Saudi firms face rising borrowing costs as key rate triples

A man walks inside a tunnel of the under-construction Riyadh Metro, Saudi Arabia. © Faisal Al Nasser
The hike in the Saudi Interbank Offered Rate (Saibor) from 0.8 to 2.3 percent this year will prompt an inevitable “liquidity squeeze in the market,” hitting Saudi companies with increased borrowing costs, according to Al Rajhi Capital.

“It is only a matter of time before the borrowing costs start increasing unless the benchmark rates comes down in the medium term, which is unlikely given the liquidity situation and expected upward trajectory of US Fed rates, even at a slower pace,” said Pritish Devassy, a senior research analyst at Al Rajhi Capital, as quoted by Business Insider.

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The corporations with high leverage and low profitability are likely to be most affected. These include companies in the industrial, building and construction, agricultural and food sectors. Cement and telecom sectors are expected to avoid the damage.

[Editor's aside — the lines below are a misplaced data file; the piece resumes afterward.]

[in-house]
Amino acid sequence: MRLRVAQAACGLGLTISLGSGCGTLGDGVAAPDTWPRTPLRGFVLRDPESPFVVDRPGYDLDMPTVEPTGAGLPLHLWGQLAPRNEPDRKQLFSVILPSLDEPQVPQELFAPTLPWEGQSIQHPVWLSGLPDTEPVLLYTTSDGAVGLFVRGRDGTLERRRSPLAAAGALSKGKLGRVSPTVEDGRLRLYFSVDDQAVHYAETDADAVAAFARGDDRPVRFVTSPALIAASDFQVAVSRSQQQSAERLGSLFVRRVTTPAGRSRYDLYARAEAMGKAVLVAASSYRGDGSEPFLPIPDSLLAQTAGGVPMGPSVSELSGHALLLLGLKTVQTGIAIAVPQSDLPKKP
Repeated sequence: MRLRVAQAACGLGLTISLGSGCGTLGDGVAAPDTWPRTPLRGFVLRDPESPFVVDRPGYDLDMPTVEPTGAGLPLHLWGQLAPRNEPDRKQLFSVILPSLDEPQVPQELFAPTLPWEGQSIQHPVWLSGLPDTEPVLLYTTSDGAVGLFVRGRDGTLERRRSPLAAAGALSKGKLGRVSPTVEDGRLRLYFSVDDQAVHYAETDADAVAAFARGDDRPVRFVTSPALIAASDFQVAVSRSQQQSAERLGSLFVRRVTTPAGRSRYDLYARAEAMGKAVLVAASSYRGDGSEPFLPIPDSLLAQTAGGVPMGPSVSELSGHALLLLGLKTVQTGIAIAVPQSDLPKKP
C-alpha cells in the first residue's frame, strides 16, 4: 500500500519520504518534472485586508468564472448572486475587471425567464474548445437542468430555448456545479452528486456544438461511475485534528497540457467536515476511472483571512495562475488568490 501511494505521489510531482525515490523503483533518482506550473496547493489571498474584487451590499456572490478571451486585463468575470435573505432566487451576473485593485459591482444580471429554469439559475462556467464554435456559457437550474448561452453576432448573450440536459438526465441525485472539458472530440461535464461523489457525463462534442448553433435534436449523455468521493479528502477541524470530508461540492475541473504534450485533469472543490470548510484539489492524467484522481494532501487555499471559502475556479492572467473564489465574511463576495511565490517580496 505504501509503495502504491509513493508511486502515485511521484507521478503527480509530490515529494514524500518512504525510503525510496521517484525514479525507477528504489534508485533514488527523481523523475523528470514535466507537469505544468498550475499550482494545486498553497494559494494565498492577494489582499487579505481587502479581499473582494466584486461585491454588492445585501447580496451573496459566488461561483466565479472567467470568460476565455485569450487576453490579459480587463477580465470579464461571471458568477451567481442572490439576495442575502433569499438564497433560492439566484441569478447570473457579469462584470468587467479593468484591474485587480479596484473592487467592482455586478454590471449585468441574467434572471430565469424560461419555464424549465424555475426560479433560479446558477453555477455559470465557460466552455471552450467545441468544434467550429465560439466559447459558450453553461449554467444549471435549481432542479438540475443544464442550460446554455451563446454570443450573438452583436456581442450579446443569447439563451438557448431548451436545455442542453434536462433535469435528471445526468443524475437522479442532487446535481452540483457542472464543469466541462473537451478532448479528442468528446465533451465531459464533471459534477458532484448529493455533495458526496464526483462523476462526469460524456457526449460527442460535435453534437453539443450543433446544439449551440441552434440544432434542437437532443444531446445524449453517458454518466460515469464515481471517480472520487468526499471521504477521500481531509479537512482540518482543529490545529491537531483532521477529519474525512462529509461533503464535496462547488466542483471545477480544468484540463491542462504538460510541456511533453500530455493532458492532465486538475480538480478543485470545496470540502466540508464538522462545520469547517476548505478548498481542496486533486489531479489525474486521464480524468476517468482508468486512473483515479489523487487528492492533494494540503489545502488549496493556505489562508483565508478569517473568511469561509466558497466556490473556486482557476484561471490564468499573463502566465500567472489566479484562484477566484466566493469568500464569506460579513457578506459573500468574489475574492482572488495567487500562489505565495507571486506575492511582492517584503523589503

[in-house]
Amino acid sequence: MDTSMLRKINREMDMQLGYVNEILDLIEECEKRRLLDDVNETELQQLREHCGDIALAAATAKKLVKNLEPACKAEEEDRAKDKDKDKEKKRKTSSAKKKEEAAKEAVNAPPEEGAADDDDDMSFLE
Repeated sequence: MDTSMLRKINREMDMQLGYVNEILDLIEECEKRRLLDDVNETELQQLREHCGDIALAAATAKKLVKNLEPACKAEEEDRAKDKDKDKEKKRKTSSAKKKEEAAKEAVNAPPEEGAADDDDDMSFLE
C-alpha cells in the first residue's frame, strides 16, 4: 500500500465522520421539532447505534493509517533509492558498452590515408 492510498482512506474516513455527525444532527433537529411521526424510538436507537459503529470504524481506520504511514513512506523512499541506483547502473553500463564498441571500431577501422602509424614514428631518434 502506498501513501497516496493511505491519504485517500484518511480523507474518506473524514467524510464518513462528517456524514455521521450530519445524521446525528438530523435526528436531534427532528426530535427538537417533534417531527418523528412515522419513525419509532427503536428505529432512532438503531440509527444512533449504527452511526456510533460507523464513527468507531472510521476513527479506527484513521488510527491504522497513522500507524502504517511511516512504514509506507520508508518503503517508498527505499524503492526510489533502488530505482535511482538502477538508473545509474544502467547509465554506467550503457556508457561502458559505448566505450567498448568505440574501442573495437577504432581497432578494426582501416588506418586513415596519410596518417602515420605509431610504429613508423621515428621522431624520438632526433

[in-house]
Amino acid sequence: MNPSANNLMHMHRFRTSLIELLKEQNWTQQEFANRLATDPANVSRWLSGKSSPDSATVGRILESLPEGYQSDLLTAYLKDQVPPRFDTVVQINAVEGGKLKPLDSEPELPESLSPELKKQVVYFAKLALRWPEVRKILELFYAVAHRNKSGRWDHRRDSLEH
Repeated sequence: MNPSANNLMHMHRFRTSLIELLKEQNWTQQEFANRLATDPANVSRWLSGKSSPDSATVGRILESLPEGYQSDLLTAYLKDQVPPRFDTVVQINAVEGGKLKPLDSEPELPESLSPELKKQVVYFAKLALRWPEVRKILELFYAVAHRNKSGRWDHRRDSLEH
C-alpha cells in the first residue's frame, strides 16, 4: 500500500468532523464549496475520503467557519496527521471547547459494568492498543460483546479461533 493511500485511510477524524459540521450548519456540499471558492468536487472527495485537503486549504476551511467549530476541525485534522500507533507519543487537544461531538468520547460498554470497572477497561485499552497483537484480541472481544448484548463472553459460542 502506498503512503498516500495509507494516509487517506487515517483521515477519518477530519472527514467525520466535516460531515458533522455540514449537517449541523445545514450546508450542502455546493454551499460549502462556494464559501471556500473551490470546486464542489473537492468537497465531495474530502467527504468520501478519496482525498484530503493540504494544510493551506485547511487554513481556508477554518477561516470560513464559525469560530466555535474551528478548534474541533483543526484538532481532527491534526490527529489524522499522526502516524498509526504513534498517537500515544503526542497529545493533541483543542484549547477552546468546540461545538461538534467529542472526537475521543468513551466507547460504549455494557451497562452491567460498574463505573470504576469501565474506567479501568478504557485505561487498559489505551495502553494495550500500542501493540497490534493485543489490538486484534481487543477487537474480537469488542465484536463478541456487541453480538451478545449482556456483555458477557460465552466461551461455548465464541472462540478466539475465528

“We believe the impact is noteworthy given the challenging operating environment and as companies are still trying to adjust to lower subsidies and higher energy costs announced by the government early this year,” the expert wrote.

Saudi companies are struggling with weaker consumer demand and the need to curb prices, as well as lower government spending and reduced energy subsidies.

In April, the kingdom unveiled the Vision 2030 plan aimed at diversifying the economy to minimize the country's reliance on oil. Riyadh announced plans to raise its share of non-oil exports in non-oil GDP from 16 percent to 50 percent.

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In the first quarter the country’s economy grew just 1.5 percent, its slowest rate in 13 years. The non-oil private sector gained 0.2 percent year-on-year, the smallest increase in about 25 years. The construction sector fell 1.9 percent against the same period last year.

To raise money with oil revenues sliding, Saudi Arabia tapped the international bond market for the first time in its history.